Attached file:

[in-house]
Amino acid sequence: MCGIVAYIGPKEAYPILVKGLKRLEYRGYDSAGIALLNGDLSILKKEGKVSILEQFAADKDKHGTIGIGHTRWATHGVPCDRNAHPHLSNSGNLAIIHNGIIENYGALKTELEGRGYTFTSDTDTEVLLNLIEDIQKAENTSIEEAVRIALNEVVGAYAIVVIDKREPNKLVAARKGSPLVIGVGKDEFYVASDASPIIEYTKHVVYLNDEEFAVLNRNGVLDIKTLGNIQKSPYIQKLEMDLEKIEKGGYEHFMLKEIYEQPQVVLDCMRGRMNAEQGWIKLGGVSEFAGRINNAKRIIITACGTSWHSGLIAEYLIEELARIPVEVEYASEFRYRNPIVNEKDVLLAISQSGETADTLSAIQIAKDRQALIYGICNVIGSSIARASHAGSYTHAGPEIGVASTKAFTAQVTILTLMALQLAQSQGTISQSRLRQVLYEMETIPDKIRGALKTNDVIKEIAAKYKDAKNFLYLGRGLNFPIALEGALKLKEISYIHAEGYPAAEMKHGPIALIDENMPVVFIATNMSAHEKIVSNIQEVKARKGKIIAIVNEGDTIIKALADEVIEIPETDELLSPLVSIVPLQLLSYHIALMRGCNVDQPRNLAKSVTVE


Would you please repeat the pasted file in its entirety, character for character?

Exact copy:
[in-house]
Amino acid sequence: MCGIVAYIGPKEAYPILVKGLKRLEYRGYDSAGIALLNGDLSILKKEGKVSILEQFAADKDKHGTIGIGHTRWATHGVPCDRNAHPHLSNSGNLAIIHNGIIENYGALKTELEGRGYTFTSDTDTEVLLNLIEDIQKAENTSIEEAVRIALNEVVGAYAIVVIDKREPNKLVAARKGSPLVIGVGKDEFYVASDASPIIEYTKHVVYLNDEEFAVLNRNGVLDIKTLGNIQKSPYIQKLEMDLEKIEKGGYEHFMLKEIYEQPQVVLDCMRGRMNAEQGWIKLGGVSEFAGRINNAKRIIITACGTSWHSGLIAEYLIEELARIPVEVEYASEFRYRNPIVNEKDVLLAISQSGETADTLSAIQIAKDRQALIYGICNVIGSSIARASHAGSYTHAGPEIGVASTKAFTAQVTILTLMALQLAQSQGTISQSRLRQVLYEMETIPDKIRGALKTNDVIKEIAAKYKDAKNFLYLGRGLNFPIALEGALKLKEISYIHAEGYPAAEMKHGPIALIDENMPVVFIATNMSAHEKIVSNIQEVKARKGKIIAIVNEGDTIIKALADEVIEIPETDELLSPLVSIVPLQLLSYHIALMRGCNVDQPRNLAKSVTVE